Florida Produce: Grapefruit
This week’s Florida commodity is the grapefruit. Florida grapefruit are split into two classifications – white and pink. Each has its own distinct taste. They grow in grape-like clusters on the tree, hence the name. The growing season for grapefruit is almost year-round in Florida, from September until June, with the peak production time from late November to early December.
How to buy
Grapefruit is usually picked “tree ripe” and they are ready to be eaten once purchased. Look for firm yet springy fruits, and as with most citrus, find the fruit that is heavy for its size. Scratches or imperfections will not affect how the fruit tastes. However, try to avoid the ones that have water-soaked skin, lack of color or soft spots.
Tips for storage
Store up to two weeks in the vegetable drawer of the refrigerator. Florida grapefruit will last much longer under refrigeration; temperatures from 45 to 48 degrees Fahrenheit are best. Plastic bags or film-wrapped trays should not be used when storing citrus. Citrus needs to breathe, so there is no need to store in an airtight container. When stored properly, citrus can last four to five days.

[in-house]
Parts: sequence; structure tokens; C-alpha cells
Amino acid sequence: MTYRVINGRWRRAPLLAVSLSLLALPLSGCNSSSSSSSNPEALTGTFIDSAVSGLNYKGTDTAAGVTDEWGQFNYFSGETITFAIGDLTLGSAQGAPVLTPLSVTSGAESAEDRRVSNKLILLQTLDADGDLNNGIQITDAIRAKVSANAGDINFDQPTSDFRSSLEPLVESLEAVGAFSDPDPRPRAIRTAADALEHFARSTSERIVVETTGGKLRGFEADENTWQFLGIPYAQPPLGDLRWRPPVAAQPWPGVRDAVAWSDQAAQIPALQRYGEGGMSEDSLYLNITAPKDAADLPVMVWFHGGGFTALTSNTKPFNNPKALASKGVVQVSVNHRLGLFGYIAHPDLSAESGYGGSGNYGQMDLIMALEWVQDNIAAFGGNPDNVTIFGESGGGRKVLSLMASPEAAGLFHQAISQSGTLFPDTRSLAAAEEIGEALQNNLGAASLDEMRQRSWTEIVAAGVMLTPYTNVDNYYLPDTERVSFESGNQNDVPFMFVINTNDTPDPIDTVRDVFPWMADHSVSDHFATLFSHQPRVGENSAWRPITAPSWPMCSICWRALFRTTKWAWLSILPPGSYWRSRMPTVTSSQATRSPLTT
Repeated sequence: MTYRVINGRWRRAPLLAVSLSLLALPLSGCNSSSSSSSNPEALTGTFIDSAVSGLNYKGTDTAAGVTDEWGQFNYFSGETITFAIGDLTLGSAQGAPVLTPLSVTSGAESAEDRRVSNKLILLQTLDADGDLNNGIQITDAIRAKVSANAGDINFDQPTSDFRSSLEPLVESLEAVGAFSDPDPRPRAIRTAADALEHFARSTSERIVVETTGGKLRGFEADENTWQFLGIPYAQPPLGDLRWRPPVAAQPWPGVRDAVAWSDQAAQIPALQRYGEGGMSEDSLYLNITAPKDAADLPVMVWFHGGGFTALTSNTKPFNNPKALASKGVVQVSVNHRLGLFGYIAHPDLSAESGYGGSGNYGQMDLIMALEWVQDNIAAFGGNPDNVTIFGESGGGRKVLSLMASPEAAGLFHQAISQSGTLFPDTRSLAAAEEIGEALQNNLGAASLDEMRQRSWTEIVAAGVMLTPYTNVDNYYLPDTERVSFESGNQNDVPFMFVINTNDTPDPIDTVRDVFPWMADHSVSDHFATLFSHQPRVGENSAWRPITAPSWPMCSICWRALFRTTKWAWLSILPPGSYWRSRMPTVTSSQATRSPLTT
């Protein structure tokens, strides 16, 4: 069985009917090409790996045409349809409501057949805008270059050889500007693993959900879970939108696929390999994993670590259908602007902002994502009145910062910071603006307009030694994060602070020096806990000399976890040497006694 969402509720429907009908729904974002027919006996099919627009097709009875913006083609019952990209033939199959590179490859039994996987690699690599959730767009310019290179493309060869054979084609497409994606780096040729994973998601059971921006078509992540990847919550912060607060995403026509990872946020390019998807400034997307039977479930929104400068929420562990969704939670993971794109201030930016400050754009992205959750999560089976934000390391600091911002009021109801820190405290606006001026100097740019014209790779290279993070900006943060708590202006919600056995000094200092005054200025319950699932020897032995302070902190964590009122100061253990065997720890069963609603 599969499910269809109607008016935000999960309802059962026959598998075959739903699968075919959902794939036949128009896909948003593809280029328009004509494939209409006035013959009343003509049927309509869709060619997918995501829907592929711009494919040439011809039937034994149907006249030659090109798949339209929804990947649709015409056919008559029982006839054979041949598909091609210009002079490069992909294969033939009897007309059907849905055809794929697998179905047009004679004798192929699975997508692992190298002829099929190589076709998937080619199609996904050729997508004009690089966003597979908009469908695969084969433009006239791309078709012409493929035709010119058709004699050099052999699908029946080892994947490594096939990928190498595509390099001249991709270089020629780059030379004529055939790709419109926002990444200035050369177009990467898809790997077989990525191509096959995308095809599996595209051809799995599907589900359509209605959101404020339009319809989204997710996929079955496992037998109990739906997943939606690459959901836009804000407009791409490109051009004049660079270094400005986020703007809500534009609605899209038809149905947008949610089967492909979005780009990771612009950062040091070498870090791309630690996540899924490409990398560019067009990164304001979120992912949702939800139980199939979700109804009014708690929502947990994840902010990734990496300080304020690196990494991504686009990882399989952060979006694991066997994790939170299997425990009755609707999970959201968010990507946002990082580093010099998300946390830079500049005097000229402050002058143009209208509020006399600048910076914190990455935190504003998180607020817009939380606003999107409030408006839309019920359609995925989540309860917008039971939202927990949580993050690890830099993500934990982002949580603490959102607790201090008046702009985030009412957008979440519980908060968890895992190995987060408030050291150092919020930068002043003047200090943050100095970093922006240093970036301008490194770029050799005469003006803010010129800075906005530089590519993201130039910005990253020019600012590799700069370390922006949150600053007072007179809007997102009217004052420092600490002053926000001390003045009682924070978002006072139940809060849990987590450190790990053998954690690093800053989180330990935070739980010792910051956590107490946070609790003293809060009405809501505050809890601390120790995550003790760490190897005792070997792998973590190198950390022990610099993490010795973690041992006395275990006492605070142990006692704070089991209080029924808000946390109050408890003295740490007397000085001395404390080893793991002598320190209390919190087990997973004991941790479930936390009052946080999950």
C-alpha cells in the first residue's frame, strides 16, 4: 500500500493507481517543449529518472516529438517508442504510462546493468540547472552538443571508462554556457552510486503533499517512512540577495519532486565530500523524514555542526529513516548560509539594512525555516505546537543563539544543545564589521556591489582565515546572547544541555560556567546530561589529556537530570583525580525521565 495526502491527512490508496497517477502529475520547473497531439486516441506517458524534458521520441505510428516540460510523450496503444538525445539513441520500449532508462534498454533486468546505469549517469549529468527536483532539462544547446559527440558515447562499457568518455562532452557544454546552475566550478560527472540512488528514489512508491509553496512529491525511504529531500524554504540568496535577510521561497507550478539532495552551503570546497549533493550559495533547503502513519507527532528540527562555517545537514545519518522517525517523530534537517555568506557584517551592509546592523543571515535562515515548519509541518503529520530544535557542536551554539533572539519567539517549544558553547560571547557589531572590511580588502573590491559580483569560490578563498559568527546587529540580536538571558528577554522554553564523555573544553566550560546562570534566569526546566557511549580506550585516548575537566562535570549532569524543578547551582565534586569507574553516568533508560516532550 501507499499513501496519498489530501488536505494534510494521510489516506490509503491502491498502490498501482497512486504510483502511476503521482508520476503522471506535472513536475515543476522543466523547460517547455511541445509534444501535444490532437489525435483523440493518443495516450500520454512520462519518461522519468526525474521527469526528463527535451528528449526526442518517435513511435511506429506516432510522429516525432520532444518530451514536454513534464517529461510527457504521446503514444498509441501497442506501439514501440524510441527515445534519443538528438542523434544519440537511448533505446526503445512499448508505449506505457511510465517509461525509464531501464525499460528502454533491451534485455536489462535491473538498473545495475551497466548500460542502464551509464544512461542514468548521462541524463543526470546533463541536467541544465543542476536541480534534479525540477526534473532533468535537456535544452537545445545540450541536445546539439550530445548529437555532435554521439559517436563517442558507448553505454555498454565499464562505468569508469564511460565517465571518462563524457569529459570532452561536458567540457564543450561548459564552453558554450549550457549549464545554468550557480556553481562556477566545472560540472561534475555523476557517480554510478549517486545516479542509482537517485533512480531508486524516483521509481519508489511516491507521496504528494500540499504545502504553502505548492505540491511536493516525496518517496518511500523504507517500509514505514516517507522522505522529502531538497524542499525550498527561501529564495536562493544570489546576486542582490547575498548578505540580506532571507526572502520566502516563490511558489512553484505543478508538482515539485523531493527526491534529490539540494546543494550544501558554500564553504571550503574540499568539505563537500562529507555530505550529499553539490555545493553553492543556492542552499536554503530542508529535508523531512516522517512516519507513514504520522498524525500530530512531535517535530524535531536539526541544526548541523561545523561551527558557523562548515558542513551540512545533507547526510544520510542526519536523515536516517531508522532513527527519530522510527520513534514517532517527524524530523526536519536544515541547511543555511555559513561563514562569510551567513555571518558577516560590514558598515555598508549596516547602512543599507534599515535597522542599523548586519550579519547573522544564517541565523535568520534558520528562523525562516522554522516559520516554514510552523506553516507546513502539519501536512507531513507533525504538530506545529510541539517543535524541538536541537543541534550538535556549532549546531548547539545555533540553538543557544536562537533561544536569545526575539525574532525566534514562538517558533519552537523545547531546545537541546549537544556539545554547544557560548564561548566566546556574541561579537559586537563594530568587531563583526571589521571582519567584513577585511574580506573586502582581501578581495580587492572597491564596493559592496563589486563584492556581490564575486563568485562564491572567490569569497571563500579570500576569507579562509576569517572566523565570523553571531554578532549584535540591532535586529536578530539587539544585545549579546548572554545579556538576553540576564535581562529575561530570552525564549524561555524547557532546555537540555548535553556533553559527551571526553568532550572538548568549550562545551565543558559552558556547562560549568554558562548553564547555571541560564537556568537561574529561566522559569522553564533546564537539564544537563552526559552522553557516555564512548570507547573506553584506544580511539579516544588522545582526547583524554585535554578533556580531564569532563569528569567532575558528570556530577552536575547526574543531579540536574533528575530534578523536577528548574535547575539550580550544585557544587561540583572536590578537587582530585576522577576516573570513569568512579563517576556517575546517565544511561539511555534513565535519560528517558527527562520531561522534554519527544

Cooking & Tips
A little pinch of salt can make a grapefruit taste sweeter. While grapefruits are often served cut in half to be eaten raw or juiced, they can also be sliced and grilled as a side dish to serve with an entrée. Grapefruit sections or pieces can be added to fruit salads and used in desserts.
Flavors well with
Champagne, fish, honey, melon, mint, orange, blueberries, rosemary, shellfish, strawberries, sugar